Web • Public opposition has forced a growing number of lawmakers to reconsider.
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Washington • On the day of a widespread Internet revolt, Sen. Orrin Hatch continued to back away from a controversial anti-piracy law announcing he would no longer be a co-sponsor.
A longtime advocate for musicians and movie makers, Hatch, R-Utah, says he is still concerned about the online theft of intellectual property, but he no longer believes the Protect IP Act is the way to solve it.
Hatch wants to delay debate on the bill, now scheduled for next week.
"Given the legitimate vocal concerns, it is imperative that we take a step back to allow everyone to come together and find a reasonable solution," he said.
Hatch and Sen. Mike Lee, R-Utah, voted to move the bill out of the Senate Judiciary Committee. At the time, Lee said he would oppose the bill when it reached the full Senate unless there were changes. Hatch called it a "common-sense bill" meant to counter fake pharmaceuticals and stolen movies and music.
He now says it "is not ready for prime time."
Hatch wasn't the only senator to back away from the bill on Wednesday. Sens. Marco Rubio, John Cornyn and Roy Blunt also withdrew their support.
The reaction comes on the day of a widespread online protest with Wikipedia going dark and Google blacking out its name on its home page.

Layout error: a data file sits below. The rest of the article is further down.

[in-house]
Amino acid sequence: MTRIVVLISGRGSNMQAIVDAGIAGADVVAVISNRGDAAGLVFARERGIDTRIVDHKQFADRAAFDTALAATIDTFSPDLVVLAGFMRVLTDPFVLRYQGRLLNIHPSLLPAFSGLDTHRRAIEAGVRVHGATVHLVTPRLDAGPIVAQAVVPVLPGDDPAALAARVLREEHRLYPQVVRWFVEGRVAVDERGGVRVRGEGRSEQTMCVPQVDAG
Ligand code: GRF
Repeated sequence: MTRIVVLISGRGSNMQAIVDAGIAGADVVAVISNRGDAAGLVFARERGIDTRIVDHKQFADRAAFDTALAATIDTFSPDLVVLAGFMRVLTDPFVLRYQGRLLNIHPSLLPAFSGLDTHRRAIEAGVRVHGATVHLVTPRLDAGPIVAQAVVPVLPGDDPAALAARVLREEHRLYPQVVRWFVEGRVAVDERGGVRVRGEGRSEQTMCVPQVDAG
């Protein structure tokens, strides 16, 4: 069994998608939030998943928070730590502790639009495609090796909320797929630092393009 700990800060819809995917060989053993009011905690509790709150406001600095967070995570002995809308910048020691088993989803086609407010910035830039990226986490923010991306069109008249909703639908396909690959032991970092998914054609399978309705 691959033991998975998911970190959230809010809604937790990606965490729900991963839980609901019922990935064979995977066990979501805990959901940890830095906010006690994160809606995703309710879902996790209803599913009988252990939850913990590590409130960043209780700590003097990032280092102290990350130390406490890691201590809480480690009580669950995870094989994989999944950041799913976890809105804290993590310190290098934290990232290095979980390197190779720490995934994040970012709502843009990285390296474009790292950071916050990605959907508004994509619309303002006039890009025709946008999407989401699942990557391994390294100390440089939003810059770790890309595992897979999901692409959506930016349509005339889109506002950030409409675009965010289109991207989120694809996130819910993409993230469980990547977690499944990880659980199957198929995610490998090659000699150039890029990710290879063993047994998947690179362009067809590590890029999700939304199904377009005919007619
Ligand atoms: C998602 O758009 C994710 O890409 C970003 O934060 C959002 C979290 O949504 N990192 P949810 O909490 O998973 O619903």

These companies say the Protect IP Act in the Senate and a companion bill in the House called the Stop Online Piracy Act would hinder online innovation, violate free speech rights and undercut online security.
Proponents of the legislation, which would allow the government to block sites that in some way support online piracy, say the action is needed to protect U.S. businesses.
The House Judiciary Committee is expected to continue debate on the Stop Online Piracy Act in February. Rep. Jason Chaffetz, R-Utah, is a member of that committee, and an opponent of the bill. Utah's other two House members Reps. Rob Bishop and Jim Matheson also announced their opposition to the legislation on Wednesday saying it could give the government too much power.